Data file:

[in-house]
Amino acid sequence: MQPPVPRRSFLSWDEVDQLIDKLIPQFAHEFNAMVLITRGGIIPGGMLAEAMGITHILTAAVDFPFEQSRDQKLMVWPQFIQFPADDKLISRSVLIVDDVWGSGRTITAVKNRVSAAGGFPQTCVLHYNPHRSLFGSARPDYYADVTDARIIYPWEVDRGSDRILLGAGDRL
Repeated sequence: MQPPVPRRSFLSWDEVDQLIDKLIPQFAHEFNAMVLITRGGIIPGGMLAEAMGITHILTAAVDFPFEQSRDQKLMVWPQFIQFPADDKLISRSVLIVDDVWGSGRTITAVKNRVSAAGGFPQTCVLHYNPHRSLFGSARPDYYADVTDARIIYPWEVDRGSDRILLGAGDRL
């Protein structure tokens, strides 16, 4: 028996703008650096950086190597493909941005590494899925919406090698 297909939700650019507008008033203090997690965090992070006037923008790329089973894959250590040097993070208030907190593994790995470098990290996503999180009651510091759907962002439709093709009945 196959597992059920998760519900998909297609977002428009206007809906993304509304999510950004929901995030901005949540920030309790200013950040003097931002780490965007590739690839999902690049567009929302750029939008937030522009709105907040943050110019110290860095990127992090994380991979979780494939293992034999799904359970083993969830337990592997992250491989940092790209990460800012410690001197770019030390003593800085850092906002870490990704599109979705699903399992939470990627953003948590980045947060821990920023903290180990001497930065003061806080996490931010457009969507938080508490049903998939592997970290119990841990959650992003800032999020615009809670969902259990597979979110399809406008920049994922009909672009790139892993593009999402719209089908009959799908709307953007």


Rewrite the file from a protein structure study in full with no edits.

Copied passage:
[in-house]
Amino acid sequence: MQPPVPRRSFLSWDEVDQLIDKLIPQFAHEFNAMVLITRGGIIPGGMLAEAMGITHILTAAVDFPFEQSRDQKLMVWPQFIQFPADDKLISRSVLIVDDVWGSGRTITAVKNRVSAAGGFPQTCVLHYNPHRSLFGSARPDYYADVTDARIIYPWEVDRGSDRILLGAGDRL
Repeated sequence: MQPPVPRRSFLSWDEVDQLIDKLIPQFAHEFNAMVLITRGGIIPGGMLAEAMGITHILTAAVDFPFEQSRDQKLMVWPQFIQFPADDKLISRSVLIVDDVWGSGRTITAVKNRVSAAGGFPQTCVLHYNPHRSLFGSARPDYYADVTDARIIYPWEVDRGSDRILLGAGDRL
């Protein structure tokens, strides 16, 4: 028996703008650096950086190597493909941005590494899925919406090698 297909939700650019507008008033203090997690965090992070006037923008790329089973894959250590040097993070208030907190593994790995470098990290996503999180009651510091759907962002439709093709009945 196959597992059920998760519900998909297609977002428009206007809906993304509304999510950004929901995030901005949540920030309790200013950040003097931002780490965007590739690839999902690049567009929302750029939008937030522009709105907040943050110019110290860095990127992090994380991979979780494939293992034999799904359970083993969830337990592997992250491989940092790209990460800012410690001197770019030390003593800085850092906002870490990704599109979705699903399992939470990627953003948590980045947060821990920023903290180990001497930065003061806080996490931010457009969507938080508490049903998939592997970290119990841990959650992003800032999020615009809670969902259990597979979110399809406008920049994922009909672009790139892993593009999402719209089908009959799908709307953007």